Backed by Sylvia Hatchell, NC Republicans seek to restrict transgender athletes
New state legislation would prevent transgender women and girls from competing on sports teams that match their gender identity.
House and Senate Republicans held a press conference Thursday about what they’re calling the “Fairness in Women’s Sports Act.” The prohibition would apply to college and K-12 sports teams designated for women and girls.
Supporters of the bill said it’s unfair for people who were born male to compete against people who were born female. Former UNC-Chapel Hill women’s basketball coach Sylvia Hatchellsays she supports transgender rights, but fair play in sports poses problems.
"Competitive sports is one of the few places in our society where sex differences matter," Hatchell said. "Those differences are men’s greater strength, size, speed and muscle mass."
Hatchell, 71, was the head coach of the Tar Heels from 1986 to 2019, and led the program to its lone national championship in 1994. In 2019, she resigned after an investigation revealed she made "racially insensitive" remarks and exercised "undue influence" on her players to play while injured.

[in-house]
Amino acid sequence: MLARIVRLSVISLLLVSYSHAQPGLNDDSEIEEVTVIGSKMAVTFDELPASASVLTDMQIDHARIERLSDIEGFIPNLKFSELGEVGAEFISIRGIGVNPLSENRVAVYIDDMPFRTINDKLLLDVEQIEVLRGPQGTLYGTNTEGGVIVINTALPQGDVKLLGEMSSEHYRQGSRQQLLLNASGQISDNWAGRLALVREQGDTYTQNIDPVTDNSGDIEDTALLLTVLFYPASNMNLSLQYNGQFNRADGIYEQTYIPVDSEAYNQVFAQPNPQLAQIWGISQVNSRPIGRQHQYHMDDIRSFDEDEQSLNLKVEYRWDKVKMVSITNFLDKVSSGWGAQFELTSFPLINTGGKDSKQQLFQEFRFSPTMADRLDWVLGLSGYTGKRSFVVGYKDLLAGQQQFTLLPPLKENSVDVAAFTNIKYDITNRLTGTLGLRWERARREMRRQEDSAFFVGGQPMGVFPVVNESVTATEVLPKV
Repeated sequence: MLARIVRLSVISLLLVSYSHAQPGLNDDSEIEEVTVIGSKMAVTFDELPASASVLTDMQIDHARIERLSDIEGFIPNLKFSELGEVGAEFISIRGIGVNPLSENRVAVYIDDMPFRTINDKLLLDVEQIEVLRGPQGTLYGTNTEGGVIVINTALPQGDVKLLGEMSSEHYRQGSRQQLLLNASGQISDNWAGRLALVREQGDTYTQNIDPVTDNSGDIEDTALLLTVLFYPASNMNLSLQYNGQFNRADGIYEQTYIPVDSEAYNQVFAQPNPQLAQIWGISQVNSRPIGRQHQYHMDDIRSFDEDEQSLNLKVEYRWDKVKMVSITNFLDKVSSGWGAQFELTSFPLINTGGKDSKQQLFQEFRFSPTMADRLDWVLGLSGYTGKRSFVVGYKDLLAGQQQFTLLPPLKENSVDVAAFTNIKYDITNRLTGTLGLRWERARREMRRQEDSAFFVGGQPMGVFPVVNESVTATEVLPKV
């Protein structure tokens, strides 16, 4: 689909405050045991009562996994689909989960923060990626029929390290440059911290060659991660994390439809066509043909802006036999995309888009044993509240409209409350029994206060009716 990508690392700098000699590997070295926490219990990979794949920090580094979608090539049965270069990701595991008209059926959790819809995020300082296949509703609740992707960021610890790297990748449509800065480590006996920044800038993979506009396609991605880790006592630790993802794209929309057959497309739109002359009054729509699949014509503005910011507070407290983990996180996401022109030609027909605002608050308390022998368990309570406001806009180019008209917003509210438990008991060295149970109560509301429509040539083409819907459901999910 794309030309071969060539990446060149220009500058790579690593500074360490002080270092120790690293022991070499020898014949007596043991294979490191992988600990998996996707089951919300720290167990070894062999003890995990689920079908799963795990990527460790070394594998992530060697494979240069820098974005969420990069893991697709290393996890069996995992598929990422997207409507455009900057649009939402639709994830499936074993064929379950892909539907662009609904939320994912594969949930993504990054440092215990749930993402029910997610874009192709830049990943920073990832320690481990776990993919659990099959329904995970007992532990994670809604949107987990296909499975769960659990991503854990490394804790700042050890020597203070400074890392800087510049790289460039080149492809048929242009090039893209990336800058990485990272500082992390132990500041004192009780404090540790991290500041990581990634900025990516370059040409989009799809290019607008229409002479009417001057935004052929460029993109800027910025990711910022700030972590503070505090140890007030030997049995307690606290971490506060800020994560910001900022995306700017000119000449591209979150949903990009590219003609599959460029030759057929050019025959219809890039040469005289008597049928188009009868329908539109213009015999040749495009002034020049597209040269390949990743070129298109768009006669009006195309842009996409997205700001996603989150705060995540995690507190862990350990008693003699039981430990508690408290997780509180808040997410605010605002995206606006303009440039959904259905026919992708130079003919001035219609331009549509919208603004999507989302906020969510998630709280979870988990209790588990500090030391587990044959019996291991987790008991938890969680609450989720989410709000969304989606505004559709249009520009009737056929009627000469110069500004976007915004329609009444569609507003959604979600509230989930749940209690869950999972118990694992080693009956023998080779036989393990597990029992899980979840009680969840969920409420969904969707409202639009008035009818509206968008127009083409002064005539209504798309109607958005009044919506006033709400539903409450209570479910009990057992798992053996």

“To ensure that female athletes have access to fair and safe competition, trans girls and trans women – at any age – should not be eligible to compete against females,” Hatchell said. “… The purpose of Title IX was to make sports fair and equal. Females having to compete against transgenders is not fair and equal.”
Transgender women and girls would have to join men’s or co-ed teams if the bill becomes law. Opponents of the bill say that would deprive transgender athletes of the physical and mental benefits of sports. The LGBT advocacy group Equality NC has an online petition opposing the measure.
Sen. Kevin Corbin, R-Macon and a co-sponsor of the bill, says the measure aims to "fix loopholes" in sports regulations.
"We want to make sure fair competition is maintained," Corbin said. "We wouldn't put a [junior varsity] team up against a varsity team, and we don’t have men’s teams play against women's teams."
The N.C. High School Athletic Association told WRAL that there are only 15 transgender high school athletes in the state, and there has been "little to no adverse impact from these students participating in our program."
The sports bill was filed in the same week as other Republican-sponsored measures that would restrict access to gender-affirming medical treatments for people under age 18.
"These bills will endanger the lives of many trans youth, especially impacting those who already lack access to the life-saving healthcare they need," Equality NC said on its website.
On Thursday, the U.S. Supreme Court also refused to intervene and enforce a law in West Virginiathat bans transgender athletes from participating on girls' teams.